To emphasise the point made in the Jerusalem Statement and Declaration that Anglican identity does not depend on recognition by the Archbishop of Canterbury – but is rather a matter of biblically faithful confession – seven primates of the Anglican Communion (Kenya – chairman of GAFCON Primates Council, Uganda, Nigeria, Rwanda Jerusalem and the Middle East – chairman of the Anglican Global South network, Myanmar, and Southern Cone) present at the service received Archbishop Beach ‘ as a fellow primate of the Anglican Communion’.

Following the installation, these primates issued this statement: ‘We, the undersigned primates, were honoured to participate in the joyful investiture of the Most Revd Dr Foley Beach as Archbishop and Primate of the Anglican Church in North America, and to receive him as a fellow primate of the Anglican Communion … the heart of our calling is to share the transforming love of God through the gospel of Jesus Christ. We celebrate that the Anglican Church in North America shares in that same mission and purpose. We and our Provinces will continue to share in gospel work together, and pledge our continued partnership with the Anglican Church in North America to pursue the work of Christ’.

Prebendary Charles Marnham, rector of St Michael’s Chester Square, London said at the investiture: ‘ACNA should be in no doubt that you have many friends in the Church of England who admire and respect your costly, courageous and principled stand in recent years’.

Archbishop’s real view

What is the real view of Archbishop Welby? He strongly affirms his opposition to same sex marriage. ACNA has stood for this Anglican teaching, in the USA, often at great cost to their clergy and to the loss of their church buildings. Yet institutionally Lambeth seems unwilling to recognise them as a Church which is a member of the Anglican Communion.

What might lie behind Justin Welby’s apparent uncertainty about ACNA? Membership of the Anglican Communion is not an administrative issue but a confessional one. The bodies that can make such a decision are the Lambeth Conference, or the Primates Council on its behalf. Due to the disfunctionality of both the Lambeth Conference (not being held in 2018) and the Primates Council, the Archbishop of Canterbury is the only current functioning locus of the Anglican Communion. He is trying to make it more collaborative by consulting personally with all the primates and until that is done he will not take these confessional decisions.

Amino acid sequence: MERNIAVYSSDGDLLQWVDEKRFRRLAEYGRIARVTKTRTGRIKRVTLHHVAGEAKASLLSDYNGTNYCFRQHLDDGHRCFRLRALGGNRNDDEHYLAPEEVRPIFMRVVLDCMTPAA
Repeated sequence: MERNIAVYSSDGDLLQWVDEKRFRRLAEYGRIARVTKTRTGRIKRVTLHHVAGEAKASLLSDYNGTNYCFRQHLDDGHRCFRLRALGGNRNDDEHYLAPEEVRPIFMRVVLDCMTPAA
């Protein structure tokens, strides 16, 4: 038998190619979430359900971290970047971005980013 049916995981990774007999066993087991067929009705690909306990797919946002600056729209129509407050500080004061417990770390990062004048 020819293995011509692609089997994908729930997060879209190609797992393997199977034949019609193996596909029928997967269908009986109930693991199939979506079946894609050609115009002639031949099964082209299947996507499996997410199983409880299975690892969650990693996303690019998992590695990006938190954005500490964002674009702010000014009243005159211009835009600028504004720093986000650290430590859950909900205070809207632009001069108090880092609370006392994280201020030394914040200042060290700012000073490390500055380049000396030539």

Right route

Vinay Samuel writes: ‘The GAFCON primates, as the only visible group at the moment, are following the right route in taking that decision. But more than ad hoc recognition is needed. The Anglican Communion Primates Council needs to be properly constituted so that such decisions can be made. The question is whether the Anglican Communion Primates Council can meet any time soon’.

 Chris Sugden

This article was first published in the December 2014 issue of Evangelicals Now. For more news, artciles or reviews, visit us online or subscribe to en for monthly updates

Prayer fuel: News from around the world


Prayer FuelHere are a handful of news-bites from around the world included in the December issue of en. May these encourage us as well as spur us on to pray for our brothers and sisters around the world facing severe persecution.

North Korea: investigation

A UN report has called in late October for North Korea to be referred to the International Criminal Court (ICC).
The report concluded that ‘a number of long-standing and ongoing patterns of systematic and widespread violations [meet] the high threshold required for crimes against humanity in international law’ and that these crimes ‘clearly merit a criminal investigation’. The report found that ‘grave human rights violations and crimes against humanity are ingrained in the institutional framework’ of North Korea. Christian Solidarity Worldwide

Thailand: wise proverbs

A new multi-media project has been launched in Thailand, it was reported in mid-October.
The Proverbs Project from Voice of Peace is designed to introduce modern, educated Buddhists in Thailand to the gospel. It consists of a book with 52 chapters, 52 radio and television programmes, a correspondence course, social and mobile media. In Thailand proverbs are used for teaching children and youth so it is therefore ideal as an entry point for presenting the gospel to the Thai people. Fellowship of European Broadcasters (FEB)

USA: ironic equality

It was reported in late October that Christian groups at California State University have been stripped of recognition because they refused to sign a policy which would require them to open their membership and leadership to all students, including non-Christians.